True loves, and tomato sauce for dummies.
I´ve been on a slightly mad cookbook buying spree lately. The kind that takes place on the web, when you´re bored. Not a good way to buy books, not really. Some stuff is easy to choose, but a cookbook should be thumbed first, I think.
So anyway, I have all these new fellows looking at me from their high stack next to my armchair, and I feel only a slight guilt when I look at them. No love there. They´re one night stand books. My true loves have been knocking around the kitchen for years now, and can show battle scars ; they bristle with post-its, fall apart at certain pages, refuse to open at others where I absent mindedly left a greasy spoon.
This lot are general cookbooks, the sort that have the author´s favourite stuff, culled from many other books and friends, that have Japanese noodles and pizzas and steak sandwiches jostling happily in the index . They never fail me. And their most endearing trait is that no matter how much I think I know them by heart, every time I take them up there´s something I hadn´t noticed before, or had flagged and forgotten to try.
I could cook for many years from Nigella´s How to Eat, Nigel Slater´s Real Fast Food, Lindsey Bareham´s A wolf in the kitchen and Laurie Colwin´s two heartbreakingly short little volumes. All the others, they mean nothing, really, even if they´re fun to read.
The only exception in all the books I bought last year is Relish. I´ve posted about it before, and I mention it again because, even though it might turn out to be a passing affair, I think it´s here to stay. It´s cool and witty and makes you wish you were Joanna Weinberg´s best friend, and the recipes work perfectly.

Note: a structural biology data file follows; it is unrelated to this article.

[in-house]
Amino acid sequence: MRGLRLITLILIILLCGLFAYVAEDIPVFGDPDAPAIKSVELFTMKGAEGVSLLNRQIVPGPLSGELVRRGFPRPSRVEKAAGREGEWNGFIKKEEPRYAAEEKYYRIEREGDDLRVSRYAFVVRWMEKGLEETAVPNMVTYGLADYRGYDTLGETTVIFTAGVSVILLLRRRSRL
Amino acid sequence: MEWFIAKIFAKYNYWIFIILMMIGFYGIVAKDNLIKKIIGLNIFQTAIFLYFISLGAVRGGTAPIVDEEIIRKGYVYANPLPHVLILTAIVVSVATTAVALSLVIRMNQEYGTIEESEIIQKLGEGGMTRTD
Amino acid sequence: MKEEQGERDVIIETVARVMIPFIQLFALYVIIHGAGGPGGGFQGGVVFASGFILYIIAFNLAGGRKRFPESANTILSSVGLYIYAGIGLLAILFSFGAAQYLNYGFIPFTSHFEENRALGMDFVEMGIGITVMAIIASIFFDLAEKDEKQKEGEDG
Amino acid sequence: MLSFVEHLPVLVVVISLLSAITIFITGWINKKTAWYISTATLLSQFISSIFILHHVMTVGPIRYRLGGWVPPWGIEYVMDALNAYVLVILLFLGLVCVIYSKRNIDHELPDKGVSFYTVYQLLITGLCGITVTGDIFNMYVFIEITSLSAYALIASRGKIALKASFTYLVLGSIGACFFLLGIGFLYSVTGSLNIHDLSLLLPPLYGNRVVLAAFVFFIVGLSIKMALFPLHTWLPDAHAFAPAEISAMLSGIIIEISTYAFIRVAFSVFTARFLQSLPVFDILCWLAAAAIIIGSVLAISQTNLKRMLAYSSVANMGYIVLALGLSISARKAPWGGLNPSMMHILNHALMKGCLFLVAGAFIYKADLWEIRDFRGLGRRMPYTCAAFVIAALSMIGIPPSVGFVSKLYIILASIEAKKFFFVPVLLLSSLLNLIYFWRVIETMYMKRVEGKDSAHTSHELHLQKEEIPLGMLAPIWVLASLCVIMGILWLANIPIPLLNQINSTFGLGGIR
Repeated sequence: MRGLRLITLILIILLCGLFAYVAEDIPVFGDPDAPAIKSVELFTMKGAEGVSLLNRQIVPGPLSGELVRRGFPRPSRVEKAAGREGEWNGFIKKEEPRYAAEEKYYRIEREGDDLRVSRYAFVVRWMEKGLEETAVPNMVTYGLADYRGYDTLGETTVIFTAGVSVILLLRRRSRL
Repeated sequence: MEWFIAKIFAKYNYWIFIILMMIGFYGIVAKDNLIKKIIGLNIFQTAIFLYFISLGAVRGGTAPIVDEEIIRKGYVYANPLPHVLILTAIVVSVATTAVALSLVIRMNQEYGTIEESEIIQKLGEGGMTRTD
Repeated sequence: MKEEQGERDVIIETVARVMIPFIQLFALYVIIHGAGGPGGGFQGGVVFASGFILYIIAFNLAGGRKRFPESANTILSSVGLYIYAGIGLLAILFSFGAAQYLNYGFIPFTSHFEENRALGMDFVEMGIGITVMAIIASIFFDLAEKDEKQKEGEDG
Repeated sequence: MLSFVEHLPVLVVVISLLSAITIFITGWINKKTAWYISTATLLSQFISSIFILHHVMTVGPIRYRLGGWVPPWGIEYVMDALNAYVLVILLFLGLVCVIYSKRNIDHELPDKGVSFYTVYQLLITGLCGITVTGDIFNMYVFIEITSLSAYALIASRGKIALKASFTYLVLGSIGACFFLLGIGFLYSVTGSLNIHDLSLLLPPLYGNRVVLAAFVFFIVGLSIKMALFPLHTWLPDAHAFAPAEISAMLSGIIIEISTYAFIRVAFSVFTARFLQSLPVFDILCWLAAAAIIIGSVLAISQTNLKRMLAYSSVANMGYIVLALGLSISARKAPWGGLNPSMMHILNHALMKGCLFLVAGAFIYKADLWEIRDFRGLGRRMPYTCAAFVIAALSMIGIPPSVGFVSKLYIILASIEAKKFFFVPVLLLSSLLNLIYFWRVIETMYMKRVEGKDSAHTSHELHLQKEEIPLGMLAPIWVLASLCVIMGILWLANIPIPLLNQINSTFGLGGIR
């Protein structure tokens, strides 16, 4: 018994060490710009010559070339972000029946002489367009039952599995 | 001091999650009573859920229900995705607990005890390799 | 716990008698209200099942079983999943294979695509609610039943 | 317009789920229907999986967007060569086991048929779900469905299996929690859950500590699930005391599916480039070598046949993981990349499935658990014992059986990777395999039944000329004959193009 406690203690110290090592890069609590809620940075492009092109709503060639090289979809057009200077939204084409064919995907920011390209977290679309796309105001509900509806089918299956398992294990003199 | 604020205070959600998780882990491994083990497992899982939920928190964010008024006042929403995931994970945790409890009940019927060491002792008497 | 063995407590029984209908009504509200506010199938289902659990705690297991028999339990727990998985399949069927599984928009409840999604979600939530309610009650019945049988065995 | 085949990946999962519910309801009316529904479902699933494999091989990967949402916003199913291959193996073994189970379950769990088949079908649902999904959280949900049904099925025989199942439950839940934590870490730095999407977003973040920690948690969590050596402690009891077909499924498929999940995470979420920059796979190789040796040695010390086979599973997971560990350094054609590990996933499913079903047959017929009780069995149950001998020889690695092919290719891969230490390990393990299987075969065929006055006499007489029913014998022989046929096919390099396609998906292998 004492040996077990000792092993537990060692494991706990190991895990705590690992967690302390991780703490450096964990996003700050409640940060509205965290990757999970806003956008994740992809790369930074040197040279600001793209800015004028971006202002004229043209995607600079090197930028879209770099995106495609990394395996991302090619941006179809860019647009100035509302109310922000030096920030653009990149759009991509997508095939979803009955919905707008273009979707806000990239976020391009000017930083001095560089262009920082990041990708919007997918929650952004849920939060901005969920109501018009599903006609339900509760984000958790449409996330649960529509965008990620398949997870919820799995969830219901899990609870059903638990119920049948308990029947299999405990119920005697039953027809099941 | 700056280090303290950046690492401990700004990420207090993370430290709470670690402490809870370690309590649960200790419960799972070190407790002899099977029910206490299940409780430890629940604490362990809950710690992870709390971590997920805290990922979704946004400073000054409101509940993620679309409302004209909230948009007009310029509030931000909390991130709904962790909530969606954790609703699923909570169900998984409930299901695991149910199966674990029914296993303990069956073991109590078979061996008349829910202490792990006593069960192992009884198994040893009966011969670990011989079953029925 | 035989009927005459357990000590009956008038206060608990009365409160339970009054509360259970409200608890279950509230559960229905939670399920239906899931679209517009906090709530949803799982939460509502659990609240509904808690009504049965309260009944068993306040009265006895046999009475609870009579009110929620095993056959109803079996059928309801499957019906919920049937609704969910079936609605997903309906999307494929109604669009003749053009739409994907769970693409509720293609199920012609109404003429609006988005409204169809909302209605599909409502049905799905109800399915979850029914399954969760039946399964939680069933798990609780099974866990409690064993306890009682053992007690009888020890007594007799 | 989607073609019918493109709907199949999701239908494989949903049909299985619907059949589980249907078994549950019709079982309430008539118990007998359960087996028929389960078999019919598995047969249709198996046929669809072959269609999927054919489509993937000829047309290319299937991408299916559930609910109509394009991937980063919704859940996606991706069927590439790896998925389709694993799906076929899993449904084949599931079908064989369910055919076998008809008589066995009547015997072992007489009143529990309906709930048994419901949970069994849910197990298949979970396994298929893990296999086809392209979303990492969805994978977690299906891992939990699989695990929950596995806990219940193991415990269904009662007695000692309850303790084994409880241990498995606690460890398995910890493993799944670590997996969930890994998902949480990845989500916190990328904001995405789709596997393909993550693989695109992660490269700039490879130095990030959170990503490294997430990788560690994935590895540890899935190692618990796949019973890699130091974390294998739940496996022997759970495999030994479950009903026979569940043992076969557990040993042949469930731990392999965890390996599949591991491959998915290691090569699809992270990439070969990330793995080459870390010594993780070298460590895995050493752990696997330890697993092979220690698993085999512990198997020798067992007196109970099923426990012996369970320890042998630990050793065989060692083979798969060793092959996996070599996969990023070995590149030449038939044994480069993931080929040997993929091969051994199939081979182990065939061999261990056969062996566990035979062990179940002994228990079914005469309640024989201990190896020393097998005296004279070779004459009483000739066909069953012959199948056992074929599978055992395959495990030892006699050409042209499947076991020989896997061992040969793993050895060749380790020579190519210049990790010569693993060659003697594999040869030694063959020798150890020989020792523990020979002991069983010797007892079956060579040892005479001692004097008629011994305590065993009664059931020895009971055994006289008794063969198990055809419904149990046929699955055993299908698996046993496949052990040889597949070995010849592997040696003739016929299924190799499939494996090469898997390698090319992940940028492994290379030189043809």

The ultimate proof of its worth was the tomato sauce test. With every book, I always check out the tomato sauce and the chicken stock. If I don´t approve of the author´s methods and opinions, I don´t even bother with the rest. If I do, I nod in agreement, but them go on making things my way, because tomato sauce and stock are very basic things, and what are you going to change?
Well, Joanna´s tomato sauce has certainly won me over to the winds of change. The method is incredibly simple, and the result is a smooth, dark orange, very savoury and velvety sauce that can play any of the million parts tomato sauce can play, and play them well. If you want chunky, then it´s not the one, but trust me, if you try it you´ll want to make sure you always have some around ever after, because it´s like all ideal tomato sauce from a jar should be, and then some.
I make it with the Thermomix, since it has to be blended at the end, and I´m always nervous of sauce sticking to the bottom of the pan. I´ve adapted the quantities to fit the machine and my taste, but if you´re going the good old fashioned way, then make a bigger batch, and you´ll be glad.
Put 2 kilo tins of whole tomatoes, and their juice, inside the Th. Add one roughly chopped onion, 3 peeled whole cloves of garlic, 4 tbs sugar, salt to taste, maybe a little dried chili, and half a cup of olive oil.
Leave to simmer for 90 minutes, and when it´s cooled slightly, blend.
Th. instructions, make it 60 minutes at 100º speed 1, and then give it half an hour more on Varoma. Don´t blend it too long or it will turn orange, not that that´s a problem, but I´m just warning.